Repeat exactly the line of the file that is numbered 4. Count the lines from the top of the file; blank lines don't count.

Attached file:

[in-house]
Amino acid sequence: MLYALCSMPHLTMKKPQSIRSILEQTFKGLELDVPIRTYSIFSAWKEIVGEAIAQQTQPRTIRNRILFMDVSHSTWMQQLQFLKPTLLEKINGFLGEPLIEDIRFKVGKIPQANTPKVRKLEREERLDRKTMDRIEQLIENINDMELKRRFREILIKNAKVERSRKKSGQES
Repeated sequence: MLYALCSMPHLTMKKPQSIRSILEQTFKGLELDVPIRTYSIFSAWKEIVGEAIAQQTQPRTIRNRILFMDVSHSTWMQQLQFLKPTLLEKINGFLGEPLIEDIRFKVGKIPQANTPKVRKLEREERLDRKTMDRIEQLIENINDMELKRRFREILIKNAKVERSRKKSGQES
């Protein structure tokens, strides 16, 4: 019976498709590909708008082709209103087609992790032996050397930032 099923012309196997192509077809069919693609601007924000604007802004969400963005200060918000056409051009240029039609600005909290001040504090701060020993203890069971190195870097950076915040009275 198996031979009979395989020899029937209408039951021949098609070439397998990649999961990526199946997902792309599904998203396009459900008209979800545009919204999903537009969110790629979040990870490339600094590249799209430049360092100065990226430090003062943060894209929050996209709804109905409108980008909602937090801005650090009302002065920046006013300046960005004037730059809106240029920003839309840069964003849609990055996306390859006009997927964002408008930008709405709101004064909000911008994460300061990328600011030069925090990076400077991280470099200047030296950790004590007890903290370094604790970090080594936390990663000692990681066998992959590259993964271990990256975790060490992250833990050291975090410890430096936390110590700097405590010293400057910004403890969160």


């Protein structure tokens, strides 16, 4: 019976498709590909708008082709209103087609992790032996050397930032 099923012309196997192509077809069919693609601007924000604007802004969400963005200060918000056409051009240029039609600005909290001040504090701060020993203890069971190195870097950076915040009275 198996031979009979395989020899029937209408039951021949098609070439397998990649999961990526199946997902792309599904998203396009459900008209979800545009919204999903537009969110790629979040990870490339600094590249799209430049360092100065990226430090003062943060894209929050996209709804109905409108980008909602937090801005650090009302002065920046006013300046960005004037730059809106240029920003839309840069964003849609990055996306390859006009997927964002408008930008709405709101004064909000911008994460300061990328600011030069925090990076400077991280470099200047030296950790004590007890903290370094604790970090080594936390990663000692990681066998992959590259993964271990990256975790060490992250833990050291975090410890430096936390110590700097405590010293400057910004403890969160």